Performance art collective Existence Theatre like to do things differently. Founded by Bello Benischauer (writer, director, producer, video and sound composer for this show) and Elisabeth Eitelberger (dramaturgy and performer for this show), the pair start out with a vision that might first appear on a page in the form of poetry and simple drawings.
They’ll work with their performers for at least six months leading up to a show, spending time first developing trust and affection within the ensemble, before devising the piece all together without pressure, taking the time to see what takes shape and which performers are drawn to which characters, and how those characters reveal themselves through movement, dance and spoken word as the work begins to take shape.
Ascribing to a more old-school, all-inclusive approach to performance works, Bello himself met the audience as front of house. This results in a friendly, relaxed, welcoming atmosphere from the get-go. We’re invited to select a stone from a pile and some people are offered colour cards. These are used to split the audience on either side of the room upon entry into the performance space. Some are asked to take their shoes off. It becomes clear early on that the audience is invited to leave their fears at the door and to trust the ensemble.
As is usual with postdramatic theatre, there is much audience participation throughout the show, with performers variously pulling audience members into the show to join in a dance, to participate and aid in a ritual, or handing a glass of wine to enjoy as a sacrament as we go through the various rituals included in the show inspired by Bello’s many travels around the world. The idea is to highlight the connectedness between us, despite our many different cultural backgrounds.
Eschewing the main stage, instead, the vast floor space is cleared with two rows of seats for the audience on either side. In the middle of the floor is a line of costume pieces, creating a river that at first forms a border between the different sides of the audience, around which the performers have to manoeuvre throughout the show as they advance from ritual to ritual, epiphany to epiphany.
But slowly, over time, as the performers keep dipping back into that river to change outfits as the theme changes, indicating the passage of time over the ages as the river disappears, removing the boundary and allowing the audience members to come together in the performance space. This ultimately became a part of the performance in a dance at the end of the show in honour and celebration of the breaking of this boundary.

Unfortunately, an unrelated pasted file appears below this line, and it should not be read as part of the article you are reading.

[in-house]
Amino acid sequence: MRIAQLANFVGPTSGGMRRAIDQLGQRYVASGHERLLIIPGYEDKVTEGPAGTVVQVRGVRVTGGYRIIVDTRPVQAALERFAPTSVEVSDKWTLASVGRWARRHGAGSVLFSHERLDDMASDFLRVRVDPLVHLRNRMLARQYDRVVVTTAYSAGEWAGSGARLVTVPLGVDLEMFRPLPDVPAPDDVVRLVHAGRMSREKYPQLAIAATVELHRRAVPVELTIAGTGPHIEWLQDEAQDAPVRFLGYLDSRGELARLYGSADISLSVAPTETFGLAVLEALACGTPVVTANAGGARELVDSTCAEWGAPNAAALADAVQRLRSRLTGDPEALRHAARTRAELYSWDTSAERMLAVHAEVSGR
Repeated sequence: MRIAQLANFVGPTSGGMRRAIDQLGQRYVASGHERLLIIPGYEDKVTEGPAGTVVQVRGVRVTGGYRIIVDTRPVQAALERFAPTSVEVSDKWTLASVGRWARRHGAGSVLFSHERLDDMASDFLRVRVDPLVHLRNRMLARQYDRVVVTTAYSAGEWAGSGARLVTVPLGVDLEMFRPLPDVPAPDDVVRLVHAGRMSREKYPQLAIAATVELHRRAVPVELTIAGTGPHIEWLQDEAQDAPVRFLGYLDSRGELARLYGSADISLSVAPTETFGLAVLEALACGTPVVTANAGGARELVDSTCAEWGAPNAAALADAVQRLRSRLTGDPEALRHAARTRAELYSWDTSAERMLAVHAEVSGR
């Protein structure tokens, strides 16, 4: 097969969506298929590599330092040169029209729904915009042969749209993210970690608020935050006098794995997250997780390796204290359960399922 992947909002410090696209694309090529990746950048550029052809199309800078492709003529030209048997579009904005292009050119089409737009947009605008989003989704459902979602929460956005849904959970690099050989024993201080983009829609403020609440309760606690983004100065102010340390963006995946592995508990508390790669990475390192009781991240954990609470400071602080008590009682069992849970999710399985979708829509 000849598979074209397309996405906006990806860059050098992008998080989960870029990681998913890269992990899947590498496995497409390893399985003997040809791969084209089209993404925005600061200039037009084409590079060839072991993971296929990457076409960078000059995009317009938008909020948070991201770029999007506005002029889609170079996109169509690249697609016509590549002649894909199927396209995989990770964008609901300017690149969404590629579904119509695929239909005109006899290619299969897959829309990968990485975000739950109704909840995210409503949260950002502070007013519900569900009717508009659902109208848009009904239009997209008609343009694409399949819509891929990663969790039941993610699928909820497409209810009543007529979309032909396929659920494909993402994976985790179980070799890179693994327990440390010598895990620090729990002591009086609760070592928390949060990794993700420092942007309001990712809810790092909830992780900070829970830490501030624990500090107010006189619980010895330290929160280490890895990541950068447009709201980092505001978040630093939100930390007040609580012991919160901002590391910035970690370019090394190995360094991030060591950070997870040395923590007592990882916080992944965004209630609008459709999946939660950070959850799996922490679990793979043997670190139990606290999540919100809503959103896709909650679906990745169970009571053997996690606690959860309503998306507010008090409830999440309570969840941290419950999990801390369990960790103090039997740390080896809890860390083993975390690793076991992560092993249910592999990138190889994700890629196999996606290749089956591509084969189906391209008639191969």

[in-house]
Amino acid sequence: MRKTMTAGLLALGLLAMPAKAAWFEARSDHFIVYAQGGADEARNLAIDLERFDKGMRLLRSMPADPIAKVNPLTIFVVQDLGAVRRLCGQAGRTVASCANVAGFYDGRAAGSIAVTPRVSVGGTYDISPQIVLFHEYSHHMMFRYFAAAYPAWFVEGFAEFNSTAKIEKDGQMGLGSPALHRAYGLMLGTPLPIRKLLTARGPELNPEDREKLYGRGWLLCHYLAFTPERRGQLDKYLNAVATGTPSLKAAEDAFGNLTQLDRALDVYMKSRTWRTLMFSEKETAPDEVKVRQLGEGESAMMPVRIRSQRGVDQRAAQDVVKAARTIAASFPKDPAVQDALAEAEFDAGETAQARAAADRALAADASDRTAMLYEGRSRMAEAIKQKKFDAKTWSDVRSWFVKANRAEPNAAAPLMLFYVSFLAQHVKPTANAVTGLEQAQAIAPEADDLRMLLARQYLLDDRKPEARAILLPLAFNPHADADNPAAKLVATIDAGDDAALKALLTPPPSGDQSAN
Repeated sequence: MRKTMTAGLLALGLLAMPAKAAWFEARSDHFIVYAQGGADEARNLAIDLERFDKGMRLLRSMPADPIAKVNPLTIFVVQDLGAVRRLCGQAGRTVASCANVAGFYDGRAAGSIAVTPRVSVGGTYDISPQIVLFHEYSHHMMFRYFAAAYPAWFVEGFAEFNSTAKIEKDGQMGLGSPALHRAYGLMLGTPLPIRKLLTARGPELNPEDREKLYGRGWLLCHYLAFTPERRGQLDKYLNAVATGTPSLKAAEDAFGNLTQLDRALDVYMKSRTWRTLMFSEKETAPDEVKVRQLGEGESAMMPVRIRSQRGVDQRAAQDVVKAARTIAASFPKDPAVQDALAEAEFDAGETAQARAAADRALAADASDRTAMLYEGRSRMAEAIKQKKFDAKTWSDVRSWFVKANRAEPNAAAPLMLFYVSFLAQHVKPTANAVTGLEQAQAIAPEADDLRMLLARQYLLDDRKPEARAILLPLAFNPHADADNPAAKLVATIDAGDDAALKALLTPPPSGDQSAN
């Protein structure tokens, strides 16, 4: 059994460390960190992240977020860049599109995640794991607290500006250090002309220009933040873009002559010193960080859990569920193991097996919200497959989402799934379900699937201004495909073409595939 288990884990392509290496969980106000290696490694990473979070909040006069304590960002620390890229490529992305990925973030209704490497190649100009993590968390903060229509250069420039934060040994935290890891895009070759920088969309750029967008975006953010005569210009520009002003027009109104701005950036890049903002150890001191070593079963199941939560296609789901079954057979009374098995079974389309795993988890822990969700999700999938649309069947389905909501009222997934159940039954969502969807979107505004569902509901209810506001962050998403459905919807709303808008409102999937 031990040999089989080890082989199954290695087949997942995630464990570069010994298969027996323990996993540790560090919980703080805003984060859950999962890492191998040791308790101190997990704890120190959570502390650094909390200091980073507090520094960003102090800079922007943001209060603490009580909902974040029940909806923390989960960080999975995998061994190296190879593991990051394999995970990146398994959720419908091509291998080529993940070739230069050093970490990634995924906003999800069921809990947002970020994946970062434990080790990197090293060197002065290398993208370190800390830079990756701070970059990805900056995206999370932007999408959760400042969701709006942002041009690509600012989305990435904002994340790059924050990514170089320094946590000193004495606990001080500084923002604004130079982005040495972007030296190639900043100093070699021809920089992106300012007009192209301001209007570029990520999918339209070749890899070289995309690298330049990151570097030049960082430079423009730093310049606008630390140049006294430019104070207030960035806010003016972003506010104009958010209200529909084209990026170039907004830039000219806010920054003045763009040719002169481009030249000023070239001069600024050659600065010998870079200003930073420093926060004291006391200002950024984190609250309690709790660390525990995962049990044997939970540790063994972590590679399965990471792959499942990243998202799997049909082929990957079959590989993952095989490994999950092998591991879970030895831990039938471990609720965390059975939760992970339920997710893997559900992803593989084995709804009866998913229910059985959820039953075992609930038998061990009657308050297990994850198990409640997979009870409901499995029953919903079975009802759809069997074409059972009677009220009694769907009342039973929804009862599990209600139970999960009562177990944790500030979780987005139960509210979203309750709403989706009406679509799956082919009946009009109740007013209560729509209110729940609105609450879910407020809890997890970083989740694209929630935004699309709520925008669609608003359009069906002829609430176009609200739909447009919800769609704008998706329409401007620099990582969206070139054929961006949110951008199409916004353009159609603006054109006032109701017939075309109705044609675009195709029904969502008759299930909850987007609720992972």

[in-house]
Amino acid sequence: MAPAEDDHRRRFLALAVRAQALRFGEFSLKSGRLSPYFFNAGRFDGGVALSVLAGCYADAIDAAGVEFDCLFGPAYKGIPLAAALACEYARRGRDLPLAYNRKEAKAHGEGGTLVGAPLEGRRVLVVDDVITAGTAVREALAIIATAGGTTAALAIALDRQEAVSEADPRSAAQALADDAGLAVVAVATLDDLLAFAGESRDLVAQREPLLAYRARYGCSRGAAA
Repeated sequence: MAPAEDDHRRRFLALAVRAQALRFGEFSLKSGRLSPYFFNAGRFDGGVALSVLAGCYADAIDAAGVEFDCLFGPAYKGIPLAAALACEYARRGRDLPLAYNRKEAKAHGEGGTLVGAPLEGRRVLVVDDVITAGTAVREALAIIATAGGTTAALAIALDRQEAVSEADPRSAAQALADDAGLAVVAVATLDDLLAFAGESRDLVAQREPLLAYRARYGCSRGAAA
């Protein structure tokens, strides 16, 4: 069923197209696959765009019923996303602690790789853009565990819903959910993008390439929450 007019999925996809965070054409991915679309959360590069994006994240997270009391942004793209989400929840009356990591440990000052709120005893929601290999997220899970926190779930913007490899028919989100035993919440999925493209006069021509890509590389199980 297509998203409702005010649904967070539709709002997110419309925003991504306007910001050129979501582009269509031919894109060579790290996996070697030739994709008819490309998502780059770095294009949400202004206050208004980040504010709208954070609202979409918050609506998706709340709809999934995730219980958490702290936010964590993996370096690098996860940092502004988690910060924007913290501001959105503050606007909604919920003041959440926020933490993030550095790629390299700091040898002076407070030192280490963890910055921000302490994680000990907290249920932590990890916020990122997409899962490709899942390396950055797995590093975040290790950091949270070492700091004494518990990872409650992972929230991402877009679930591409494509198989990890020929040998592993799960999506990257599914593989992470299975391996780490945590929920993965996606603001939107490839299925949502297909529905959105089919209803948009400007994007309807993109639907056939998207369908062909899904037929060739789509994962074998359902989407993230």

With everything visible, the mechanics of the performance are completely out in the open. From the very beginning, as the audience enters the room, they’re confronted with the performers out on the floor stretching, breathing and preparing alongside the river of outfits they will be changing into and out of in front of the audience as the show progresses.
The vibe is anticipatory but calm, comfortable and confident. Rather than being hidden in a bio box, you can see Bello operating the music throughout the show. In terms of lighting, the performers themselves make use of portable lights to highlight and distort certain elements and key moments in the performance. At no point is the audience asked to pretend that they’re not witnessing and being a part of a show, and the immediacy this creates makes it easier to get lost in what is being presented.
The venue of Victoria Hall was as good as a performer itself in the show, with psychedelic, ever-shifting lighting projected onto the stage (seldom used, with the main hall floor being used as performance space instead) and onto the back wall. A penchant of Existence Theatre is site-specific devising of their work, after all. As a result, the performance space itself comes alive in a way seldom seen in traditional theatre.
All of these postdramatic elements break the boundary between audience and performer, allowing the audience to feel a part of the show, and to truly experience the rollercoaster of emotions brought forth through the rituals explored. Performers Emma Benischauer, Sarah Healy, Gala Shevtsov, Daniela O’Mara, Rina Ronnie, Sophie Regnier and Elisabeth Eitelberger completely own their roles.
Each performer had the opportunity to incorporate their personal experiences and heritage into this show exploring rituals and how they help us make meaning of our lives, and the time spent crafting this show results in performances that are convincing, delivered with emotion that is genuine, irresistible and infectious to the audience witnessing it.
Afterwards, the audience is invited to share in a meal, with a delicious curry replenishing from within what the intense emotion and ritualistic nature of the show depleted. Bello mentions he always wants to do food, for free, so that the audience and performers can once again come together in communion and take the time to chat about and process what they’ve just experienced.
Existence Theatre is a group to keep an eye on. If you can leave your judgement at the door and be willing to participate with an open heart and mind, their work is for you. You’ll feel like a part of something bigger, replenished and invigorated for days after the show.